State Fair Features A Tethered Trip To Outer Space
More than a million people `do the Puyallup' in Washington state - some of them can even pronounce it.
PUYALLUP, WASH. — GO to the cinema, and you'll see a movie. Enter a stadium, and you'll see a game, or maybe a concert.
But walk through the gates of a fair, and prepare for the unexpected - a bounty of experiences pastoral and futuristic, animal and vegetable, mechanical and human.
At the Western Washington Fair, the sixth- largest in the United States, the variety seems endless.
Inside one building, a bale of the best alfalfa in the state has won the right to wear a blue ribbon. Outside, visitors pay handsomely for the privilege of being catapulted into the blue yonder.
The Ejection Seat, as it is called, is a giant slingshot. Something resembling a ski-lift chair is suspended between two 125-foot-tall poles by giant bungee cords.
Every couple of minutes, a new pair of riders is hauled into position and fired into the air. Riders accelerate from zero to 70 miles per hour in one second.
Up and down they bounce, traversing a path with an apogee of about 160 vertical feet that gradually gets smaller. The chair turns topsy-turvy now and then.
As one woman unleashes a lingering, shrill ``WheeeeEEEEEeeeee,'' the man strapped in next to her lets out slow, faltering laughter: ``Aah, hah, HAH!''
``It's a real trip.... Unbelievable,'' says one euphoric rider, Seattle resident Dick Hagen. His copilot, daughter Dawn, describes it simply as scary.
``Some come off shaking,'' says an Ejection Seat operator, but no riders have said they hated it.
Only four such devices exist at present, all less than two years old, says owner Ken Maier. The activity was inspired by bungee jumping.
While much stays the same year after year at this fair, each fall brings some new attractions. The Ejection Seat was one of the biggest newcomers this year, joined by a water ride called Kersplash and a wall with built-in handholds and footholds for climbing.
The fair is known locally as the Puyallup fair, for its location an hour's drive south of Seattle. True Washingtonians pronounce the town's name correctly (something like Pew-WALL-up), and others try their best.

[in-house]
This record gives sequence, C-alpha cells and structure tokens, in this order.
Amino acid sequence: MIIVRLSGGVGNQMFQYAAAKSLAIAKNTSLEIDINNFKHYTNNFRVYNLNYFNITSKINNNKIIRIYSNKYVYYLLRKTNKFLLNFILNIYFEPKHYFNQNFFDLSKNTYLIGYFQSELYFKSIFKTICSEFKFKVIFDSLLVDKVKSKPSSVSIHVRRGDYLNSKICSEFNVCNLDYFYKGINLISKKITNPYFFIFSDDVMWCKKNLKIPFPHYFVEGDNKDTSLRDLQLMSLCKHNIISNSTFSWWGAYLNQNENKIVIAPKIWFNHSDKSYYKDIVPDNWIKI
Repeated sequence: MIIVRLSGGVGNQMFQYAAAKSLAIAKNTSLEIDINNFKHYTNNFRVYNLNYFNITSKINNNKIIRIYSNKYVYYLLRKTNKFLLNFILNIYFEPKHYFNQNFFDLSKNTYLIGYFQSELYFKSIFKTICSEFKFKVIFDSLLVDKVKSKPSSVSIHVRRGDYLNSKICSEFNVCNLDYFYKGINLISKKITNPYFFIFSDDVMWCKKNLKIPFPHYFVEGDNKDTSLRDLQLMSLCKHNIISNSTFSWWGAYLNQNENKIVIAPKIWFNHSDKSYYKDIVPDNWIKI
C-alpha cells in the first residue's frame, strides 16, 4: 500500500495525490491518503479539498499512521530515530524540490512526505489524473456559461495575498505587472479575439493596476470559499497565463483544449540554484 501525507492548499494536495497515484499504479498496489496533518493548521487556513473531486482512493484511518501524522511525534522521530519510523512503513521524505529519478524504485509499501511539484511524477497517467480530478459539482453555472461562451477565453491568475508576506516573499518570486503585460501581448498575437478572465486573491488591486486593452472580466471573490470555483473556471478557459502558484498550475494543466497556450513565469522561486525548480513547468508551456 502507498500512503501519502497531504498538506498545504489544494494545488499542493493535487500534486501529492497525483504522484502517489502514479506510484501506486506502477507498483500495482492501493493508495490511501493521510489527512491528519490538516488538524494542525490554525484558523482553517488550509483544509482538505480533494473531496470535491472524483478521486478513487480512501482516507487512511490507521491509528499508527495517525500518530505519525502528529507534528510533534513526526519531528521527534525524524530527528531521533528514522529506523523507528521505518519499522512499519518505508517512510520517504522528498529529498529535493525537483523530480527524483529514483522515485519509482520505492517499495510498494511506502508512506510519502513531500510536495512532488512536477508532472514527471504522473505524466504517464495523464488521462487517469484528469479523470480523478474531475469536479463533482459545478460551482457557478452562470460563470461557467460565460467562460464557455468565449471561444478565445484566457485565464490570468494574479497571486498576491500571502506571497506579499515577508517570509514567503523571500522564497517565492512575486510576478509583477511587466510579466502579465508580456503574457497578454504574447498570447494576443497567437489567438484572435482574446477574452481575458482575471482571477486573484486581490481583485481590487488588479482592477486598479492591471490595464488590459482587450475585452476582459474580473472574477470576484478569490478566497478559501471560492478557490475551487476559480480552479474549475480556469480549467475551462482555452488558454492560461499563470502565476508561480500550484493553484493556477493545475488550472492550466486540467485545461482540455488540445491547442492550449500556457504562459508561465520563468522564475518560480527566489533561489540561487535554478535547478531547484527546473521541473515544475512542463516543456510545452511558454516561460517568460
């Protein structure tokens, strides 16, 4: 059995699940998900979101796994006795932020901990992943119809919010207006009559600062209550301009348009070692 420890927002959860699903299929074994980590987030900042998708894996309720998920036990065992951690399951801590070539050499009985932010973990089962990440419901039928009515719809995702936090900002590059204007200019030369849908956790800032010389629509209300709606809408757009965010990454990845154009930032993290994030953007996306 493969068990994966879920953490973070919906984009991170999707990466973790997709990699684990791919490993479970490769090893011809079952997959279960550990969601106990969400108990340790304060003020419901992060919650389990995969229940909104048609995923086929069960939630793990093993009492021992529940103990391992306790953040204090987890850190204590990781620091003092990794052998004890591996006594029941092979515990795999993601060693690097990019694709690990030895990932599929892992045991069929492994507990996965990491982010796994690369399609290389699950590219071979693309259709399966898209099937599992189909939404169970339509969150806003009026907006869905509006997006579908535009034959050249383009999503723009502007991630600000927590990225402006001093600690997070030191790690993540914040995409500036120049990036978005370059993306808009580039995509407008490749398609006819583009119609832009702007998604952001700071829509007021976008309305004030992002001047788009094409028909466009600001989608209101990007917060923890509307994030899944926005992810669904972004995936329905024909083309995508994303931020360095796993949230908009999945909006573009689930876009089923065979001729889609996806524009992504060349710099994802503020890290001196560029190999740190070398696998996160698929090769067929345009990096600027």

Unlike state fairs in Texas, Oklahoma, New Mexico, and Minnesota - all of which drew more people than Puyallup in 1993 - this event is run privately as a nonprofit operation with no state funding. Admission is $7 for adults, $4 for kids.
Like other fairs, once you are inside, some of the pleasures come free (watching things), while others (eating the famous fresh-baked scones) cost extra. The Ejection Seat costs a hefty $35 per person, more if riders want a video of themselves and T-shirts that say ``Excuse me ... while I kiss the sky!''
On the rock-climbing wall, the upwardly mobile can get about 30 feet off the ground for $3. As they near the top, the wall begins to slope outward in an overhang, so few actually reach the top. Climbers on a rope harness are belayed so they never fall.
As exciting as these activities are, the fair wouldn't be as stimulating without the events that hark back to its farming roots. The 527-pound squash, the odoriferous stalls occupied by horses and pigs, and the milking parlor are among the exhibits that connect the largely urban clientele to the agricultural activities that remain a prominent part of the state's economy.
Elmer Searls, who has come to the fair every year since 1960, says this year drew a lot more contestants than last year to the alfalfa-hay championship that he oversees. This year 46 bales of the sweet-smelling grain were entered (almost all from the drier, eastern side of the state), up from 28 last year. The winner is judged by lab tests of the hay's chemical properties, as well as by judges who rate the alfalfa's scent and appearance.
Another contest uses bales of hay as a backstop. Archers with high-tech bows that Robin Hood would hardly recognize shoot at targets mounted on bales at varying distances. As archers progress down the line, their targets get farther away.
Elsewhere on the 160-acre fairgrounds, children and their parents are involved in a cuddlier but equally intense competition: a dog show for 4-H members. Scores of sleepy-looking dogs of all shapes and sizes lie around waiting for their big moments. Then they parade with their masters in front of judges and an audience.
Eleven-year-old Stephanie Welsh and her dog are among the final 20 contestants in a novice class. Stephanie has worked her way through several shows prior to the fair to get to this stage with Alex, a combination black Labrador retriever, pointer, and Dalmatian.
``I think he did really, really good,'' she says after their turn in the spotlight.
Hurt by poor weather during the first five days, this year's fair fell short of a new attendance record, but a robust crowd of 1.36 million visitors turned out over 17 days. Next year's fair is Sept. 8-24.